Matt McGee’s post on Search Engine Land last Wednesday “Google’s New Referrer String Includes Ranking Data (At Least For Now)” made me think about a lot of the SEOs I know. It’s a great post, with a lot of valuable information. Not to mention the great comment from WebShare, with detailed instructions how to set up an advanced GA (Google Analytics) filter to track the Rank Data in the referrer string. (I’m testing out the filter with a couple of heavily trafficked clients to see if it lives up to its claims.)
How many SEOs Really Check Their Web Logs?
The problem is, that most SEOs and SEMs I know:
a) have no idea how to check their web logs, and have probably never checked that raw data. Ever.
b) have installed Google Webmaster Tools, if for no other reason, to submit a complete XML sitemap to Google.
The short answer is that not many do. Perhaps Matt’s post will motivate a few more to open up that data, or at the very least find it. And if you still don’t have any desire to open up the Web Logs, then I offer another solution.
Use Google Webmaster Tools “Top Search Queries” to Get Rank Data
It’s all there, you just have to take the time to sort it out (literally) in Excel.
1) Find the “Top Search Queries” link in Webmaster Tools:
2) The Raw Webmaster Tools Data File (Un-Sorted)
Looks nearly unusable, right? And, to be truthful, it can be a bit intimidating unless you know what you’re looking for in that rat’s nest of data.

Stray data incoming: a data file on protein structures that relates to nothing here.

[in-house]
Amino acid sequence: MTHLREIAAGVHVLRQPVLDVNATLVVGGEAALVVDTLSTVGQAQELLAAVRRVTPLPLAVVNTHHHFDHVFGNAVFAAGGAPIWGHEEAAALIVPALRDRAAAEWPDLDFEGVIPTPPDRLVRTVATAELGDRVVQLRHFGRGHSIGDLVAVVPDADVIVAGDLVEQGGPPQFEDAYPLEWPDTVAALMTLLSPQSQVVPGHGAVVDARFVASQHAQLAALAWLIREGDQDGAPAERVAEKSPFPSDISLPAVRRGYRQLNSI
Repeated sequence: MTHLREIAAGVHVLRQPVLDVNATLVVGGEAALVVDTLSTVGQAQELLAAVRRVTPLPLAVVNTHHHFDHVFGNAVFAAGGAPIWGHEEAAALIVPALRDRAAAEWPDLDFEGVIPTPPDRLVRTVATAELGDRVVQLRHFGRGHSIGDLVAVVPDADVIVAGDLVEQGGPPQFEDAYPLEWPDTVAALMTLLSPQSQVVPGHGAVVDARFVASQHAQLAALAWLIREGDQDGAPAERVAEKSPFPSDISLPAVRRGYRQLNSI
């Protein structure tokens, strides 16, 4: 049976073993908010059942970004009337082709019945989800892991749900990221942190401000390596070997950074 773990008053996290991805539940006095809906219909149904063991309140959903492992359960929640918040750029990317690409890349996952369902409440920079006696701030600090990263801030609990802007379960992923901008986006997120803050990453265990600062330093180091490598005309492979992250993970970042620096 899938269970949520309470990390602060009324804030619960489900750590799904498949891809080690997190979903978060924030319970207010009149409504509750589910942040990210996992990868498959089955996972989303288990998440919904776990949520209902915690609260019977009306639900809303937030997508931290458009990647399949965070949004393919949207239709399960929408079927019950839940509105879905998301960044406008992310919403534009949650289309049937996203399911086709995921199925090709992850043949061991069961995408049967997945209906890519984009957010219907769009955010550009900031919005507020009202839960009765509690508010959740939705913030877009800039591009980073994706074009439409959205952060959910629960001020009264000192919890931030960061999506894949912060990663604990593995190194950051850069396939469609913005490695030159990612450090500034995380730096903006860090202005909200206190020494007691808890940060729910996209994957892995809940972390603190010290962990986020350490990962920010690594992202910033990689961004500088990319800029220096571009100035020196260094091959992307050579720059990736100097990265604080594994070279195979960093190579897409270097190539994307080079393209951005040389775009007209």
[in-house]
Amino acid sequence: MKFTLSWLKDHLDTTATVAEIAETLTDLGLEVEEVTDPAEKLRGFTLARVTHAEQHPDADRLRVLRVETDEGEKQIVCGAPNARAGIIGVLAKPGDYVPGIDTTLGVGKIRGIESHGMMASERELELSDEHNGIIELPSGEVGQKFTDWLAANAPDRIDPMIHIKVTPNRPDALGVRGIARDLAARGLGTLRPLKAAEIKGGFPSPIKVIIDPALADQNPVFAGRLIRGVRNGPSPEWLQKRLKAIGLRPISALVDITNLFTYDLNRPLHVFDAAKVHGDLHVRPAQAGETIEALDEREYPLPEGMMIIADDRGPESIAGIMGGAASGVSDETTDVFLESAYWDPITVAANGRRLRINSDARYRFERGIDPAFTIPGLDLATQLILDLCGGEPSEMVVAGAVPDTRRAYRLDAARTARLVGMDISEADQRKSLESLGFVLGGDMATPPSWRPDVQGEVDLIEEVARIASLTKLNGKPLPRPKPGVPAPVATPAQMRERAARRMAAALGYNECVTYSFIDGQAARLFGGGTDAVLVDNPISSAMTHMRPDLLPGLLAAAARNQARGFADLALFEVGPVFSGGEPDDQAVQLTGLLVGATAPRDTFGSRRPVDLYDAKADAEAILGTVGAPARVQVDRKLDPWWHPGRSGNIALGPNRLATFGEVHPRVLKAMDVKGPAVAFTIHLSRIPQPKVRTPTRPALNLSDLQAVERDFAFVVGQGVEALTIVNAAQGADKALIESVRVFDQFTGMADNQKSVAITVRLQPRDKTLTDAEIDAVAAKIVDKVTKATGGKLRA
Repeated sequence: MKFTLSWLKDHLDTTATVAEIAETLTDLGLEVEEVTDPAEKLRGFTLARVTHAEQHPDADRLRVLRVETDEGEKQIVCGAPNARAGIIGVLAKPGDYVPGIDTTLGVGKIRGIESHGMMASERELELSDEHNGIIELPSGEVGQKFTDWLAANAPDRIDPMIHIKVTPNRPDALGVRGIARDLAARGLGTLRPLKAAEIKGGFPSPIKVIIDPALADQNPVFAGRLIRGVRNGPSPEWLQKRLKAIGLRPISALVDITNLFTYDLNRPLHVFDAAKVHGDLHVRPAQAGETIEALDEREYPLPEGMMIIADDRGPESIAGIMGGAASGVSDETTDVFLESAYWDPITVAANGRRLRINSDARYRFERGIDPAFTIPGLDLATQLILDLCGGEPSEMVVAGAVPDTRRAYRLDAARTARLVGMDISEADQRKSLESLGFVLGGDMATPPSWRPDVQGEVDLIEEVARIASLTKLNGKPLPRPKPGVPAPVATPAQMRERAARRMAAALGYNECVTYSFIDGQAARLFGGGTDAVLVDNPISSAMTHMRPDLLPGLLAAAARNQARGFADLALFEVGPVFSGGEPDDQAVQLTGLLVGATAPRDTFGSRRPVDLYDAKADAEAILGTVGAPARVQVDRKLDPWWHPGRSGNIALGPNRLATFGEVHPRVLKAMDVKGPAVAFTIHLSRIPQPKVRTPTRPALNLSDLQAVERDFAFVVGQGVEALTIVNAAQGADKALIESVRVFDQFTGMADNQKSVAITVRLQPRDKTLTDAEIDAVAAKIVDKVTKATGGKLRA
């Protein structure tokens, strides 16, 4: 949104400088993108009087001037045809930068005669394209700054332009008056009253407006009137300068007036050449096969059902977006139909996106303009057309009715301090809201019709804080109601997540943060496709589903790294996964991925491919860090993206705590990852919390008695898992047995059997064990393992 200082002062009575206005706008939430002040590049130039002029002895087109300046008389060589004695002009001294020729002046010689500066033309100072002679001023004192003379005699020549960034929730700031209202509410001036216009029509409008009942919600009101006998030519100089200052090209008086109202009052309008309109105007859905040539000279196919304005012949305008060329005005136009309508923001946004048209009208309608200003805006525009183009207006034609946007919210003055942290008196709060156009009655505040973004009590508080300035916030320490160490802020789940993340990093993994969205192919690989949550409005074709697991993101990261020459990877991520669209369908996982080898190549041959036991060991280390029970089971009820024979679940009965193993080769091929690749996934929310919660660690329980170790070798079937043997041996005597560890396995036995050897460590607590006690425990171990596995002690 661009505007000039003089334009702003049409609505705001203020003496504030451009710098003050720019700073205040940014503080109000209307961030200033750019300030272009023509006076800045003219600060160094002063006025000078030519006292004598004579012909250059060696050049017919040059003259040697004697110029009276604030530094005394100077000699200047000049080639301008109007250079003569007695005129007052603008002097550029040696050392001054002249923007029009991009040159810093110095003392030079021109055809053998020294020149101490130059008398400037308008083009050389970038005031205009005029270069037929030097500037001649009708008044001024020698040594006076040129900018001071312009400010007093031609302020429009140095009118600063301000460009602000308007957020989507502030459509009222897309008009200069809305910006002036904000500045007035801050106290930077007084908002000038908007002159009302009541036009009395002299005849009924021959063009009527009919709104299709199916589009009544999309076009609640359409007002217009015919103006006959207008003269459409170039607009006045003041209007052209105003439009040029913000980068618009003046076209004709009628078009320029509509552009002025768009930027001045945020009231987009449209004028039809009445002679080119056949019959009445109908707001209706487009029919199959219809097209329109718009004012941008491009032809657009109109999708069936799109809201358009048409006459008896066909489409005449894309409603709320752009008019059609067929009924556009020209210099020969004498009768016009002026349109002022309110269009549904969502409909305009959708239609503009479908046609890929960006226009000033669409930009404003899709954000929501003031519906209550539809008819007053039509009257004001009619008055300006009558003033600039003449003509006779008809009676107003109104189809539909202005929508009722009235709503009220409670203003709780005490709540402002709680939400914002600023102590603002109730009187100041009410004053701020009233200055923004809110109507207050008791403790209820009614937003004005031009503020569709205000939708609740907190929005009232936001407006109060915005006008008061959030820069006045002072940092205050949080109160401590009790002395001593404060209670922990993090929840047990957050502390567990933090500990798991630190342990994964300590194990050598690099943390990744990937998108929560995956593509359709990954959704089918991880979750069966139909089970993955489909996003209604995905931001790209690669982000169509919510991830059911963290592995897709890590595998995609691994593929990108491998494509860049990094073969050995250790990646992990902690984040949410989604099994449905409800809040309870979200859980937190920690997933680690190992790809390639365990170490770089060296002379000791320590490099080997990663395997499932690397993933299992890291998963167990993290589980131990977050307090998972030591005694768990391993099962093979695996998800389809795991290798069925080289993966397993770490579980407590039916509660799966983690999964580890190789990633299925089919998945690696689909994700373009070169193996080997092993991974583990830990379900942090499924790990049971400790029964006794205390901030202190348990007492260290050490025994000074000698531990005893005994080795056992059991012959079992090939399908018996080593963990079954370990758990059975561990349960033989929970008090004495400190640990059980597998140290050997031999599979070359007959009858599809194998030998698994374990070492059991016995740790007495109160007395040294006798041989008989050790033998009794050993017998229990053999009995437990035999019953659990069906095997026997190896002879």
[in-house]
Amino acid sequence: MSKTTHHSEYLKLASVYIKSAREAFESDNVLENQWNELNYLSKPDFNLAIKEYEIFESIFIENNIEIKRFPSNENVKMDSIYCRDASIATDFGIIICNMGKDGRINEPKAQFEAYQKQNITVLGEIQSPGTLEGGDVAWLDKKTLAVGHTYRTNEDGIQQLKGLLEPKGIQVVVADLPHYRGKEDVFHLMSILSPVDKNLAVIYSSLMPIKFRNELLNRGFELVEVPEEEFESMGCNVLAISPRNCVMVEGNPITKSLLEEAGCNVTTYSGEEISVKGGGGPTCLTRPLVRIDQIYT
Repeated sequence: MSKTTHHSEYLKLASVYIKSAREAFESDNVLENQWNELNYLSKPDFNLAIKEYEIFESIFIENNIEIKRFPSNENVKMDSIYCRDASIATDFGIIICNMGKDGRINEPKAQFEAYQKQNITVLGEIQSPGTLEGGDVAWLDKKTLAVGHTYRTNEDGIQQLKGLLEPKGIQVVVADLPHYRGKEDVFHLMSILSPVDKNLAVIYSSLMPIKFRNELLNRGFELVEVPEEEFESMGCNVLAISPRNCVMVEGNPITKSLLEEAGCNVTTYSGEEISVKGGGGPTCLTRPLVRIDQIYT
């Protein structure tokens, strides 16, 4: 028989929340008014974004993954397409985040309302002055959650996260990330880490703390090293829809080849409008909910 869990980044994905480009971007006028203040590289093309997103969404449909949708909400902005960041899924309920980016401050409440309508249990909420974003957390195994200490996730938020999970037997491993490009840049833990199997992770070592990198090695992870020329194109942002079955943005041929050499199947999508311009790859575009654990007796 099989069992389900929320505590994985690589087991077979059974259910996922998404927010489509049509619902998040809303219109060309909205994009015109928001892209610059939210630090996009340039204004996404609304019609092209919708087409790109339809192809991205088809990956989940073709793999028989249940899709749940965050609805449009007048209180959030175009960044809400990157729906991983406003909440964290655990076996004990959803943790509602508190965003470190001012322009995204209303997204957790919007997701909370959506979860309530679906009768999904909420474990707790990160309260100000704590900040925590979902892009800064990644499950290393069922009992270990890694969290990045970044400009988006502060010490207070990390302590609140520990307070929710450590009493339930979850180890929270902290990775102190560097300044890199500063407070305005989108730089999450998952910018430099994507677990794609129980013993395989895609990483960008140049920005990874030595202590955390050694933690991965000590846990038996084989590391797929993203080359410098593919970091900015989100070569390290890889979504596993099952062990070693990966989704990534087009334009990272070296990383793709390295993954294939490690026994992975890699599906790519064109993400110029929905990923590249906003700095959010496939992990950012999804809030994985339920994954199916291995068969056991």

3) Get Your Sort On
4) Finding Percentage of Clicks and the Position in the SERPs
While it’s much more “manageable” now, that’s still leaves a DaVinci-esque code to be broken. What does all that data mean, and more importantly, how do I know?
Here’s a sample string from the spreadsheet above (marked to distinguish):
[water brake dyno (a), 2% (b), 6 (c)]
a ) is the keyword term search and/or clicked on by the user
b) Still on the fence for this stat. Could be the percentage the term is searched (which doesn’t seem likely). Or it is the popularity of the term in conjunction with the other keywords in the grouping. And, you’ll notice that all the percentages add up to 100%, which leads me to believe that my latter assertion is more than likely correct.
c) is the position in SERPs. Yes it’s true. Test for yourself. Open up the data in webmaster tools and, without being logged into your Google account, search for the term in question. You’ll find, 9 times out of 10, this is exactly where the term is*.
*My only caveat to “C” is that is seems to be taken at a “snapshot”. On the terms I’ve looked at, the position is up or down one. But other than that, it’s fairly accurate.
So, if you don’t feel comfortable checking web logs, or just don’t want to go through the hassle, Google Webmaster Tools will also provide the same data.